Any comments? -- Brainy J ~~ (talk) 14:48, 15 November 2013 (UTC)

I dont think we need to clarify that a certain series never released outside of japan.Lucia Black (talk) 19:25, 15 November 2013 (UTC)
By coincidence I was just pondering the same issues. I agree with you on both points, Brainy J. Eventhough this is an English language Wiki I think it is better to note it in the way you suggest if a comment is made in an article. If other language translations were published they should be briefly mentioned and/or referenced/ linked in the articles, imo. Verso.Sciolto (talk) 20:59, 15 November 2013 (UTC)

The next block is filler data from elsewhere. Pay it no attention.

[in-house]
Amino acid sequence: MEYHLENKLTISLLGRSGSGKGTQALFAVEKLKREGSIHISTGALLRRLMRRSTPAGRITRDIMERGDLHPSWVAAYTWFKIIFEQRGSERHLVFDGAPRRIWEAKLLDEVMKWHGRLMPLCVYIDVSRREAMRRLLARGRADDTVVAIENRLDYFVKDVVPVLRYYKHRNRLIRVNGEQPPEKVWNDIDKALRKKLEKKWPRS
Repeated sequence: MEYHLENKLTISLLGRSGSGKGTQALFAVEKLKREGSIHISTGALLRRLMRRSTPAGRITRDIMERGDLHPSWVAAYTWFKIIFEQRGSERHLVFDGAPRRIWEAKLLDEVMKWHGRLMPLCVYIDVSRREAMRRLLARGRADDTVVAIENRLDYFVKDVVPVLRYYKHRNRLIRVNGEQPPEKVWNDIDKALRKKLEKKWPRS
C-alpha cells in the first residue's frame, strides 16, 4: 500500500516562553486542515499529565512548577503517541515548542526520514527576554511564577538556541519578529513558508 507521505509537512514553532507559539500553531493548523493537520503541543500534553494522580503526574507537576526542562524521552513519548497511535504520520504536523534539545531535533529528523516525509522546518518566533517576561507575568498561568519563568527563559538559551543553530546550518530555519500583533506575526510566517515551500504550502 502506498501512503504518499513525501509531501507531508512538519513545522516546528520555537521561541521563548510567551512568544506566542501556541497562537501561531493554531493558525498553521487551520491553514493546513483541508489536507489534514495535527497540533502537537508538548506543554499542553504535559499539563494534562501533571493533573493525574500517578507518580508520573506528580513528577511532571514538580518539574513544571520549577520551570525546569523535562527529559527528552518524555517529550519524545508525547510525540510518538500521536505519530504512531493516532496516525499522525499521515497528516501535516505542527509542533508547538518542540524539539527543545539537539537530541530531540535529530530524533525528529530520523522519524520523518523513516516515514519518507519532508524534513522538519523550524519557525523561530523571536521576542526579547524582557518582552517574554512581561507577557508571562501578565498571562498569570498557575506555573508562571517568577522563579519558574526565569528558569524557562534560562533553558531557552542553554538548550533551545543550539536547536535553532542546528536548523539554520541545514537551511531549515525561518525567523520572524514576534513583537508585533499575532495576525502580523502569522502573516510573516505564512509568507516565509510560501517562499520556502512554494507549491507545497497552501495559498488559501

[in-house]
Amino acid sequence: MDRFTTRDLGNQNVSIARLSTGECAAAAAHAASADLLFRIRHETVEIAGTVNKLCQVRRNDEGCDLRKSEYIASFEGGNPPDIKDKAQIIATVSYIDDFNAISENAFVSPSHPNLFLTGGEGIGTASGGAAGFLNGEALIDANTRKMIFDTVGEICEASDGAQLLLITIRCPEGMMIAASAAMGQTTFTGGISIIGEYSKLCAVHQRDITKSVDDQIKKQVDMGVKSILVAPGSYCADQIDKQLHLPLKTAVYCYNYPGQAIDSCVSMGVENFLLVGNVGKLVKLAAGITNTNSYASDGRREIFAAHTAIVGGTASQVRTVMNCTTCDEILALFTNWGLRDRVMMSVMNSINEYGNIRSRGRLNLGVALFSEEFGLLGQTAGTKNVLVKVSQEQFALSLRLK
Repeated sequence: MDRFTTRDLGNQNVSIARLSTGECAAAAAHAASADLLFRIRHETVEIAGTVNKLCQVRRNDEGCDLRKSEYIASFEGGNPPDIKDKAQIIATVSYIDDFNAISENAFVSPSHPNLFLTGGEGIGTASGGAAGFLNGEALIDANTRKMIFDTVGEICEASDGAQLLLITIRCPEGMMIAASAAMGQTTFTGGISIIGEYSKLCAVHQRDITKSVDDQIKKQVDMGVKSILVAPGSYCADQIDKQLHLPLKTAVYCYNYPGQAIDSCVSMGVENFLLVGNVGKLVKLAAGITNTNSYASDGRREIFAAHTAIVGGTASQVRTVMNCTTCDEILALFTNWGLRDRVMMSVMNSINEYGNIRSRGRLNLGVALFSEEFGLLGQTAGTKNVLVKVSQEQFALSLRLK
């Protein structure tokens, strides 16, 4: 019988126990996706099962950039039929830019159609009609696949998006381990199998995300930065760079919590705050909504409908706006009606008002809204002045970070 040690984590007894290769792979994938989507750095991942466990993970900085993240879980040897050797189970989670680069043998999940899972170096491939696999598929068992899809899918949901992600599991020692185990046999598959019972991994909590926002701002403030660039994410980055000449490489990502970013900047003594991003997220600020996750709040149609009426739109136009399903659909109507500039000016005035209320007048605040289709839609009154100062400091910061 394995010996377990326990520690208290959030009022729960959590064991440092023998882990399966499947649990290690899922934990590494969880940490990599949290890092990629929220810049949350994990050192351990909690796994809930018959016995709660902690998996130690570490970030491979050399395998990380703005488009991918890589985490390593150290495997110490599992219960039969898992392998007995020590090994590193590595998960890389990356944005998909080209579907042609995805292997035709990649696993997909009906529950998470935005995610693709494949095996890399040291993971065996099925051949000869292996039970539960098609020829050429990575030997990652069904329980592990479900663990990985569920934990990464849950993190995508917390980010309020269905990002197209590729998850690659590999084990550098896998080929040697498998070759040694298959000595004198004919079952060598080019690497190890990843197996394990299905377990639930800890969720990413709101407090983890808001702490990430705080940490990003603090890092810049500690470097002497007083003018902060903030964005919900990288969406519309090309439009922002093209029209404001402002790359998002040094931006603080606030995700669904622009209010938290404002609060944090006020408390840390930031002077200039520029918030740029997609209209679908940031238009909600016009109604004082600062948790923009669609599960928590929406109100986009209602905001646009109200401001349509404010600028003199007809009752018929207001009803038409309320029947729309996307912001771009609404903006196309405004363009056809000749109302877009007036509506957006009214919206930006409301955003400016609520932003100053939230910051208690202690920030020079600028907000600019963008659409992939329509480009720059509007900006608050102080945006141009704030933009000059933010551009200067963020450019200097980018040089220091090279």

I agree with Lucia in that we shouldn't be saying anything to the effect of "The anime was never released outside Japan" as this is impossible to cite; i.e. How can you cite something that doesn't exist?-- 22:13, 15 November 2013 (UTC)
You cite the source that says it won't be released in English; of course! Though its best not to put such emphasis on the Angelo part. Lucia's right; remove it and cover as necessary - the result should be obvious upon the conclusion. Especially, if it is not licensed outside Japan. ChrisGualtieri (talk) 00:42, 16 November 2013 (UTC)